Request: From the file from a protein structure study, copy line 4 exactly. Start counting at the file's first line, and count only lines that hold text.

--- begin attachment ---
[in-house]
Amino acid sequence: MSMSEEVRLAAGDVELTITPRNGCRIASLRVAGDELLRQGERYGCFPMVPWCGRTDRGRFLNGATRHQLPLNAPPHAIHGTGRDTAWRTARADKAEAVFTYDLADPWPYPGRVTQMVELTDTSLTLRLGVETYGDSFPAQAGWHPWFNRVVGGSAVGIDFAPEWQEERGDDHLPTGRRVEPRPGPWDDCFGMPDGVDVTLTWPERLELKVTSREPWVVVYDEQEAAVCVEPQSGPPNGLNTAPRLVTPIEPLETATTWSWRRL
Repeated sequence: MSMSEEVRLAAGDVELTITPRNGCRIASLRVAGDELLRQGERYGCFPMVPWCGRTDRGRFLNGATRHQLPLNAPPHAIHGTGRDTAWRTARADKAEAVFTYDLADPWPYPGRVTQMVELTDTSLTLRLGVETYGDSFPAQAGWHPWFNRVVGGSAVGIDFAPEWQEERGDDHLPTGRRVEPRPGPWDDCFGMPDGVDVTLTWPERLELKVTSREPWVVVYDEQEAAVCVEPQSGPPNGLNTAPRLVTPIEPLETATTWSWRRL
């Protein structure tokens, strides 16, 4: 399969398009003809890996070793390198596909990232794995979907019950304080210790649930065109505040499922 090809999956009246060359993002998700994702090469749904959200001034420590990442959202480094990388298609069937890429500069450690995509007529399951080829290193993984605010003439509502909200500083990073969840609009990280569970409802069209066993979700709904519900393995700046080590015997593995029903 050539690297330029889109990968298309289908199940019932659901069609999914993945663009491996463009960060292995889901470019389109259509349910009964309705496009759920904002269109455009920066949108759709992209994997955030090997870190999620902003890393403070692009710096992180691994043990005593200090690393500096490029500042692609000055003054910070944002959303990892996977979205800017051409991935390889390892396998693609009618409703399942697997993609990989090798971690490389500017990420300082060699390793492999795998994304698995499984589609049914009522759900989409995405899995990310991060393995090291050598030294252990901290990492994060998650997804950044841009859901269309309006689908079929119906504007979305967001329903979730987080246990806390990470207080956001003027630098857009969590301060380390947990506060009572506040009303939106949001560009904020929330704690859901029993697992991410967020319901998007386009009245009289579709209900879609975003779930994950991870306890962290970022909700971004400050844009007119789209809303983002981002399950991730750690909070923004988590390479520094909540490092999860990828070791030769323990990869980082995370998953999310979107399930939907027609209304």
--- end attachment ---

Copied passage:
């Protein structure tokens, strides 16, 4: 399969398009003809890996070793390198596909990232794995979907019950304080210790649930065109505040499922 090809999956009246060359993002998700994702090469749904959200001034420590990442959202480094990388298609069937890429500069450690995509007529399951080829290193993984605010003439509502909200500083990073969840609009990280569970409802069209066993979700709904519900393995700046080590015997593995029903 050539690297330029889109990968298309289908199940019932659901069609999914993945663009491996463009960060292995889901470019389109259509349910009964309705496009759920904002269109455009920066949108759709992209994997955030090997870190999620902003890393403070692009710096992180691994043990005593200090690393500096490029500042692609000055003054910070944002959303990892996977979205800017051409991935390889390892396998693609009618409703399942697997993609990989090798971690490389500017990420300082060699390793492999795998994304698995499984589609049914009522759900989409995405899995990310991060393995090291050598030294252990901290990492994060998650997804950044841009859901269309309006689908079929119906504007979305967001329903979730987080246990806390990470207080956001003027630098857009969590301060380390947990506060009572506040009303939106949001560009904020929330704690859901029993697992991410967020319901998007386009009245009289579709209900879609975003779930994950991870306890962290970022909700971004400050844009007119789209809303983002981002399950991730750690909070923004988590390479520094909540490092999860990828070791030769323990990869980082995370998953999310979107399930939907027609209304």